BEHEMOTH: Angler reels in 50kg 'fish of a lifetime'
WHILE on a fishing charter to celebrate his friend's 50th birthday, Clint Bryen reeled in a "fish of a lifetime".
"We were on a seven day charter trip (on) the Capricorn Star to Swains Reef," Mr Bryen said.
Last Thursday, the team was fishing over the reef edge using small sinkers and full pilchards as bait.
"We had just caught coral trout and red throat emperor," he said.
Soon after, Mr Bryan's reel caught on to something big.
After battling with the behemoth for ten minutes, a 50kg 1.5-metre maori wrasse emerged to the surface.
"This was my first wrasse and a fish of a lifetime, so I was pretty excited," Mr Bryen said.
According to the Great Barrier Reef Foundation, the maori wrasse is nicknamed "the labrador of the reef".
The endangered species is considered to be one of the friendliest creatures living in the reef zone.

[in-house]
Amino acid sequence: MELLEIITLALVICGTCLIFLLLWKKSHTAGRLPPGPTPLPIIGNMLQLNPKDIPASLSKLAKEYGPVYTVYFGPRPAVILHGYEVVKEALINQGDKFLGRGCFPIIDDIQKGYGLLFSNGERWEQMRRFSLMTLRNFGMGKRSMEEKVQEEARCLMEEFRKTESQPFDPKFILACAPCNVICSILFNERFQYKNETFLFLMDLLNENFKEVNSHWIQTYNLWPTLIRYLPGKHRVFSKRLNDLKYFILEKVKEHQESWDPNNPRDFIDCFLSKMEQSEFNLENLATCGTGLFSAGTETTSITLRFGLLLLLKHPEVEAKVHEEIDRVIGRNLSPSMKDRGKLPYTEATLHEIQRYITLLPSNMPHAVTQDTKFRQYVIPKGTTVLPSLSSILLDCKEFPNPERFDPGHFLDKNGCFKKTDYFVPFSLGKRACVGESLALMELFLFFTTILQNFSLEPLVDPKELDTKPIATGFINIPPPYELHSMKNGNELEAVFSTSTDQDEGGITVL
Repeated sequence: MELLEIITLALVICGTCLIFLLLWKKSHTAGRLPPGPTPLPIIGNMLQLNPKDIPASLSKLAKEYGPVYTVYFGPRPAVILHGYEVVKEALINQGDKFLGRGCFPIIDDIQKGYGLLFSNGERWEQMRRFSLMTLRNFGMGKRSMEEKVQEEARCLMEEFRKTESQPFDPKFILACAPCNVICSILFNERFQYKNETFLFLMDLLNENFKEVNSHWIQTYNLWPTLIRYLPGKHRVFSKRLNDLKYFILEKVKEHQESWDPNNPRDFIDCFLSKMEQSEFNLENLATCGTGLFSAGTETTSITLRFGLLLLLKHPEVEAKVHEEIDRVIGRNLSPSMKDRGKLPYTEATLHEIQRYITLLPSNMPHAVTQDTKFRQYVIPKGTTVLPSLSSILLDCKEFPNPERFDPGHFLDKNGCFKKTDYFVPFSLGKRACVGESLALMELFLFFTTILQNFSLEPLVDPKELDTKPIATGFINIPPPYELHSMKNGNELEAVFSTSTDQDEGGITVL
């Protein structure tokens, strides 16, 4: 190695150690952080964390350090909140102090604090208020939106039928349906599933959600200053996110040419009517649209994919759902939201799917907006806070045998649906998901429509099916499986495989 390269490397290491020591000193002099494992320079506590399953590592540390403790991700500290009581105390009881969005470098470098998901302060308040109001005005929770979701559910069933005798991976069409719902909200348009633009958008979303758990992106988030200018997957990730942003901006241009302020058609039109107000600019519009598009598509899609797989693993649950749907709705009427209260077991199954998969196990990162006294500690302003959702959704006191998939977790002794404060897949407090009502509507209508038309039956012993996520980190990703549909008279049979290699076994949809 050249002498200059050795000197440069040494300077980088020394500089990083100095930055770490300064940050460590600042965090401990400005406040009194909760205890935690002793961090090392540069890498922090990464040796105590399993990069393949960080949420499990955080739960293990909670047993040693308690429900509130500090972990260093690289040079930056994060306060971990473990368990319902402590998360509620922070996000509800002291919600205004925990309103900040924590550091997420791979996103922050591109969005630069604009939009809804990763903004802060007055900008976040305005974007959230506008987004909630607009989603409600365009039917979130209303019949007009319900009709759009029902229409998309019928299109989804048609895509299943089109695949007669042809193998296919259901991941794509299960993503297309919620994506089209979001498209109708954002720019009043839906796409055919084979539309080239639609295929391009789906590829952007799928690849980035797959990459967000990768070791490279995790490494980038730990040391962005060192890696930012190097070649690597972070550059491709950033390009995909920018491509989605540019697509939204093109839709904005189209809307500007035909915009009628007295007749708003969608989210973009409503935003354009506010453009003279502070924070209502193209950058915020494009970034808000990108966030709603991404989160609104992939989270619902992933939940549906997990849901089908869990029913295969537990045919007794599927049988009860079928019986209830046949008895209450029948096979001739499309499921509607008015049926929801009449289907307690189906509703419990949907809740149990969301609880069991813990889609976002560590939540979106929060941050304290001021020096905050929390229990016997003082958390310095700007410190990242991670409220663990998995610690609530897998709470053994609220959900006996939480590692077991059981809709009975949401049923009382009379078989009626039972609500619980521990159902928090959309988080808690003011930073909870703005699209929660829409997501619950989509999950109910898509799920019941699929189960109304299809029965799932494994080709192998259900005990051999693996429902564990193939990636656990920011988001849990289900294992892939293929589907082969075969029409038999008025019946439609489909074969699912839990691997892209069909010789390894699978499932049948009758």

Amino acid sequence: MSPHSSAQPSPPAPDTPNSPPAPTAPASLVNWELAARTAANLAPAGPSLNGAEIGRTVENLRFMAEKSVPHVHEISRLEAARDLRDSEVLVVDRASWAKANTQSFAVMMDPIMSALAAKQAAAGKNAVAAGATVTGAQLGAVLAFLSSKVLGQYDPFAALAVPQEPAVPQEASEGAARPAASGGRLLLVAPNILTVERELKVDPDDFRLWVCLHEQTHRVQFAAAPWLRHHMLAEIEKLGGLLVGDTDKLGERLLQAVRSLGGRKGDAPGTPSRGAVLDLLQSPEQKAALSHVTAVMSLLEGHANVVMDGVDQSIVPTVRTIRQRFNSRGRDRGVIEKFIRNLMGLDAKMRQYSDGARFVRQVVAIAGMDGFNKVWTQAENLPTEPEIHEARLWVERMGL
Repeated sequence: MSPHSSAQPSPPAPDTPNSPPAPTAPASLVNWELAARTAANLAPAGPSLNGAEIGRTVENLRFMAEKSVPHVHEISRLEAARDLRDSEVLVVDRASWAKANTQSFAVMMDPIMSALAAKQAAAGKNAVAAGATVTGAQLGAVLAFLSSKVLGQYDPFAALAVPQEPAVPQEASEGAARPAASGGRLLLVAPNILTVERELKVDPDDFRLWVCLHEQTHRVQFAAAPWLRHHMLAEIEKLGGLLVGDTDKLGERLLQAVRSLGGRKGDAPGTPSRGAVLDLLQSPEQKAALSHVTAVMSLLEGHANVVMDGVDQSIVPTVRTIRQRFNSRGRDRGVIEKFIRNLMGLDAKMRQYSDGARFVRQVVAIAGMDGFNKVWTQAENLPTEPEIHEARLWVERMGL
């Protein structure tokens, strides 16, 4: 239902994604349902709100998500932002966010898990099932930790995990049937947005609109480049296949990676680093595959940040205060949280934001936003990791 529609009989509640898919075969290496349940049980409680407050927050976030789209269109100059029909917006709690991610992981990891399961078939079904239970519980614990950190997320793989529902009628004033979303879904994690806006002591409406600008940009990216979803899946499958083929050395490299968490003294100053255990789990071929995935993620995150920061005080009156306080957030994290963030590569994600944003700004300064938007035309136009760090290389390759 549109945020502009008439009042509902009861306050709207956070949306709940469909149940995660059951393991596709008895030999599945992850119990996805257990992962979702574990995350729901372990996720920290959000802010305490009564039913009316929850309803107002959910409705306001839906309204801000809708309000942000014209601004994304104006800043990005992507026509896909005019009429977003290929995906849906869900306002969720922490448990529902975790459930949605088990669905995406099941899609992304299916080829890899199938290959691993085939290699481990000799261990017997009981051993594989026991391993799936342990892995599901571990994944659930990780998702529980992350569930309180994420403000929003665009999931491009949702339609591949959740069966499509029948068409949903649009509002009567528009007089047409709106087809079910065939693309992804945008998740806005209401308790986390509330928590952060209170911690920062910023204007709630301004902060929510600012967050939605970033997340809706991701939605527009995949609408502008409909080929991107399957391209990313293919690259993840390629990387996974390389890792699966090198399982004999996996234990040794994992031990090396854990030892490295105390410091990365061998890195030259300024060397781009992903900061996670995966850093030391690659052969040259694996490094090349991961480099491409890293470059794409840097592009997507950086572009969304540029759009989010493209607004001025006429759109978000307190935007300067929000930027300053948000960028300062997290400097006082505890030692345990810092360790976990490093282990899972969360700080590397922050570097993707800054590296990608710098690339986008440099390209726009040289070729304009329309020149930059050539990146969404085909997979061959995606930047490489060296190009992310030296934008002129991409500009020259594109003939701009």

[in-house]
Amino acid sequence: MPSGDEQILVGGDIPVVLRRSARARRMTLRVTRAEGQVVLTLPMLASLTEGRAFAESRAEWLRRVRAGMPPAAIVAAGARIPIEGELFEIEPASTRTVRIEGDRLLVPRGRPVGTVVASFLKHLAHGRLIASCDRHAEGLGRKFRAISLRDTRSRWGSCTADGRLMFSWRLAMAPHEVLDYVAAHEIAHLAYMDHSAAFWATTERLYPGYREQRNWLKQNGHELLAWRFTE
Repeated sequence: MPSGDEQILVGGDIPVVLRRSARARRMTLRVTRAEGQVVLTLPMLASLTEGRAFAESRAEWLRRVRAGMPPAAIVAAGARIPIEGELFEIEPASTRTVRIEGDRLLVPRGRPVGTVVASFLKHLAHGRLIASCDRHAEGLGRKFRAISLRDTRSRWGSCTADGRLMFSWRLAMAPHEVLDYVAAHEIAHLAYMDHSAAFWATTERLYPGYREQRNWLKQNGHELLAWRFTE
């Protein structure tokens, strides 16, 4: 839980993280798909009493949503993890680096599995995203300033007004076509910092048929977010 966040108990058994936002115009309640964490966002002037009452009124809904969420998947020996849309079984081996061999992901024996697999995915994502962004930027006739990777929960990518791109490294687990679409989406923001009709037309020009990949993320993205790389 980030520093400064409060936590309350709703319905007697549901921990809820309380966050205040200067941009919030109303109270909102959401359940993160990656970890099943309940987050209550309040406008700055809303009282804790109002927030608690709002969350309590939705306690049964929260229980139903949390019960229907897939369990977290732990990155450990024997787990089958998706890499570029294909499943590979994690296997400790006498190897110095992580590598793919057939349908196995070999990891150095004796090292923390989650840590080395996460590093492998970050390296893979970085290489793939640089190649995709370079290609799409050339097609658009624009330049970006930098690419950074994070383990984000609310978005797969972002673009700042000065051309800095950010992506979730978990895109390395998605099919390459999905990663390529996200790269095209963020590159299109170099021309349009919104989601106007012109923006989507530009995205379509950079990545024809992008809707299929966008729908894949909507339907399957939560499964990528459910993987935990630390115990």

One fish, named Wally, is popular with scuba divers and is one of the most famous faces of the reef.
The male wrasse can grow up to two metres with females growing up to a metre.
Females have a life expectancy of 30 years with males living up to 25 years of age.
Maori wrasses are typically found on reef slopes and lagoon reefs from one to 100 metres in depth.
As they are a protected species, Mr Bryen released his catch back into the reef.
"I caught the wrasse on my new Shimano Stella 14000 reel and grappler rod I had bought especially for this trip from the boys at Barra Jacks in Rockhampton," he said.
Mr Bryen said he has been fishing for as long as he can remember.
"I have been fishing since I was young at our family home in Turkey Beach, and generally fish in and around the creeks at Turkey, Boyne and Colosseum."
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